-

The Observer is a Student-run, daily print & online newspaper serving Notre Dame & Saint Mary's. Learn more about us.

-

archive

Heritage Tours explore history, roots of SMC

Bridget Feeney | Monday, February 18, 2013

In between preparing for exams and writing papers, students at Saint Mary’s have the opportunity this week to explore the history of the College during Heritage Week at the College.

The week is an annual event sponsored by the Student Government Association (SGA) and is designed to celebrate and educate students about the rich traditions at Saint Mary’s. Throughout the week, students, faculty and staff are treated to various presentations, dinners and giveaways.

The Heritage Tours, led by Sr. Veronique Wiedower, vice president of mission at the College and Sister of the Holy Cross since 1973 continually attract Belles ready to learn about their campus.  Students visit multiple halls, rooms and buildings on campus and are given a history lesson as they walk throughout campus.

Senior and student body president Maureen Parsons said the tours are a great way for students to get in touch with the roots of their education and develop a deeper appreciation of the four years they spend at the College.

“We offer Heritage Week Tours so current students can learn about past women at the College who made a difference while they were here and after they graduated,” she said. “It is also an opportunity to see how far the College has come over the decades and improved over the years.”

Wiedower said the College was first founded more than 150 years ago when four sisters traveled from LeMans, France to Notre Dame, Indiana. They ended up in Bertrand, Mich. where they remained until 1855 when they moved to the College’s current home, across the street from the University of Notre Dame.

“When we first came here, we were a big farm,” Wiedower said. “There was nothing here.”

Wiedower said Saint Mary’s Academy, which became Saint Mary’s College in the late 1920’s after the construction of LeMans Hall, has always been “more than just a finishing school.”

“From the very beginning, we’ve tried to educate the whole woman,” she said. “We try to incorporate the fine arts, sciences, math and language.”

Mother Augusta served as the first headmistress of Saint Mary’s Academy. Her parents loved the land so much, they moved to the area from Ohio to be with their daughter. According to Wiedower, the Avenue, one of the College’s most iconic features, resulted from the work of Mother Augusta’s stepfather.

Wiedower said she likes to start the tours on the front steps of Holy Cross Hall because of the special view it grants the participants.

“From the front porch of Holy Cross, you can see the Avenue,” she said. “Some of the sycamore trees that line that road are over 150 years old. They’re one of our legacies from the early days.”

In addition to the Avenue, the College is also home to many courtyards and gardens. Wiedower said these are prevalent throughout the campus because of the College’s mission statement.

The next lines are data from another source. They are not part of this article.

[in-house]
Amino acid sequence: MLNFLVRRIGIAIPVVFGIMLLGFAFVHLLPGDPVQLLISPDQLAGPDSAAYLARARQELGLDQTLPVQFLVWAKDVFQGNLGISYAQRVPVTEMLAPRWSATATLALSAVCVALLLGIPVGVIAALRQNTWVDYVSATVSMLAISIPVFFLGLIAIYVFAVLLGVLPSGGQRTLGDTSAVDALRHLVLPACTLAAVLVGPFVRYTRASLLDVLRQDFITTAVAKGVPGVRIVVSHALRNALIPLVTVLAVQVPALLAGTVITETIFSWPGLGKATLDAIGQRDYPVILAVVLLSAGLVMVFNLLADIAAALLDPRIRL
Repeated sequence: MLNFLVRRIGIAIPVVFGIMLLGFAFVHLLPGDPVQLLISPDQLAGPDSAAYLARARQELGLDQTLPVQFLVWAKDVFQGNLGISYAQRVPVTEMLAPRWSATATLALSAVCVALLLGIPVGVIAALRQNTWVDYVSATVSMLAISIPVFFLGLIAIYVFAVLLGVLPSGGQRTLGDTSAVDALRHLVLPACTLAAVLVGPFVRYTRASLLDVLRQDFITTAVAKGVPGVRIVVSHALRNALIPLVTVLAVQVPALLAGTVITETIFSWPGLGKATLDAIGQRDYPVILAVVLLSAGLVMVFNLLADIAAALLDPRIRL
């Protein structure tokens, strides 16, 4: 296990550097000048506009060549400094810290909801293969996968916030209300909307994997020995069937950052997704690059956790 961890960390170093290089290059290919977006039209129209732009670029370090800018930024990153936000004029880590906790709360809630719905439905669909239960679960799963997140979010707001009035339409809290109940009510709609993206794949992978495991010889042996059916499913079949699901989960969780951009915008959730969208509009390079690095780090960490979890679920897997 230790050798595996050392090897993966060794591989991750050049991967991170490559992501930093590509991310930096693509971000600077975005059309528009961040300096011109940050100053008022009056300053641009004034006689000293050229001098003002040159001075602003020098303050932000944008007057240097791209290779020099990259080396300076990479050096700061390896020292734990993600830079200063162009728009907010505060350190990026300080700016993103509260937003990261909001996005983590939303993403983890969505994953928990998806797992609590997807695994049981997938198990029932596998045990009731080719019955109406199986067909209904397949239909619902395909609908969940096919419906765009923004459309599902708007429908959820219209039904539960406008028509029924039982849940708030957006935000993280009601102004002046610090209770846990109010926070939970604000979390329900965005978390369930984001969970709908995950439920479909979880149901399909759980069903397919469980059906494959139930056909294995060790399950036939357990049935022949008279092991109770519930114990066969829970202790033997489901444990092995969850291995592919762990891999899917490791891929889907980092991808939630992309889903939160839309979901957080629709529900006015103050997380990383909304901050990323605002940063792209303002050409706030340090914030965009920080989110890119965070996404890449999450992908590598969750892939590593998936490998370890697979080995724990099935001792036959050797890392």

“It says in our mission statement that we strive for aesthetic appreciation,” she said. “That’s why on campus we try to incorporate beauty in a lot of ways.”

In the early years of Saint Mary’s Academy, Wiedower said about half of the Sisters of the Holy Cross left their education commitments in Notre Dame, Indiana to answer President Abraham Lincoln’s call to religious women to act as nurses during the Civil War.

“We were on the ship ‘Red Rover,’ which was the traveling hospital on the Mississippi River,” she said. “After the war, we received a letter from the U.S. Navy saying we were the first naval nurses.”

Wiedower said the College has always prioritized the maintenance of a strong relationship to Notre Dame.

“Back then, we saw the campuses as one big campus,” she said. “Over here, we had women. Across the street, we had men.”

These connections and ties between the two schools came about as a result of the work of Fr. Sorin, founder of Notre Dame, and Mother Angela, the directress of the College from 1853 to 1870 and again from 1886 until her death in 1887.

“As a young girl, Mother Angela was visiting her brother, who was a student at Notre Dame,” Wiedower said. “Fr. Sorin spoke to her and in the week she was here, she decided to stay as a Sister of the Holy Cross. She was American-born, with lots of political and military connections and an American education.”

Mother Angela and Fr. Sorin worked together to develop the two schools over the years, in a legacy that Wiedower said still lives on.

“What Fr. Sorin had envisioned, Mother Angela built,” she said. “Together, the two of them built up Saint Mary’s and Notre Dame together.”

Wiedower said the focus of the College has evolved over the years in order to adapt to the changes of the times. She said in the early history of Saint Mary’s, the College was focused on building institutions. However, the Sisters of the Holy Cross focus more on global issues.

“We wan to instill values in people, like about the Earth and climate crisis, non-violence and solidarity with the poor,” she said. “Now, it’s not about adding buildings but building people of values. We want students to leave Saint Mary’s prepared to make a difference and understand what is going on in the world and what are the needs of it.”

Heritage Tours are available throughout the rest of the week at 11 a.m., 2 p.m. and 4 p.m. To experience a tour or other events throughout the week, visit the SGA Facebook page and sign up via the Google Document.

Wiedower said she also offers tours other times throughout the year, including during the upcoming Junior Mom’s Weekend. To check availability and find out about scheduling a tour at other times during the year, call the Office of Mission.